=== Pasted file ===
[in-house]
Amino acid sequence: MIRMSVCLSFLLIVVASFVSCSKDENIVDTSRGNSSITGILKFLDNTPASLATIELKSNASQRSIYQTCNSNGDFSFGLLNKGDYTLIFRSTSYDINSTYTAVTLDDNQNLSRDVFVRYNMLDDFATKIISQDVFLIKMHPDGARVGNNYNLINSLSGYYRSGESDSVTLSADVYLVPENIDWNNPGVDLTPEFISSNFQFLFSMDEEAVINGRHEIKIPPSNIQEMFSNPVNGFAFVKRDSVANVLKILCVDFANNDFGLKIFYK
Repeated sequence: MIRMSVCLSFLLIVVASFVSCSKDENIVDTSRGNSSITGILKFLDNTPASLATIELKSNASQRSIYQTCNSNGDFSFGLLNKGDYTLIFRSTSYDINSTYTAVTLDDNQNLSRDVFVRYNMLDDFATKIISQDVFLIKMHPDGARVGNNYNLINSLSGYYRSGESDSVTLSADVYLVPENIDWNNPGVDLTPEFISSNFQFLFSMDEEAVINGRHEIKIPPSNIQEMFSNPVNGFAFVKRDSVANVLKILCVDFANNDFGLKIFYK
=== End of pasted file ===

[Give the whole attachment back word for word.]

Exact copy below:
[in-house]
Amino acid sequence: MIRMSVCLSFLLIVVASFVSCSKDENIVDTSRGNSSITGILKFLDNTPASLATIELKSNASQRSIYQTCNSNGDFSFGLLNKGDYTLIFRSTSYDINSTYTAVTLDDNQNLSRDVFVRYNMLDDFATKIISQDVFLIKMHPDGARVGNNYNLINSLSGYYRSGESDSVTLSADVYLVPENIDWNNPGVDLTPEFISSNFQFLFSMDEEAVINGRHEIKIPPSNIQEMFSNPVNGFAFVKRDSVANVLKILCVDFANNDFGLKIFYK
Repeated sequence: MIRMSVCLSFLLIVVASFVSCSKDENIVDTSRGNSSITGILKFLDNTPASLATIELKSNASQRSIYQTCNSNGDFSFGLLNKGDYTLIFRSTSYDINSTYTAVTLDDNQNLSRDVFVRYNMLDDFATKIISQDVFLIKMHPDGARVGNNYNLINSLSGYYRSGESDSVTLSADVYLVPENIDWNNPGVDLTPEFISSNFQFLFSMDEEAVINGRHEIKIPPSNIQEMFSNPVNGFAFVKRDSVANVLKILCVDFANNDFGLKIFYK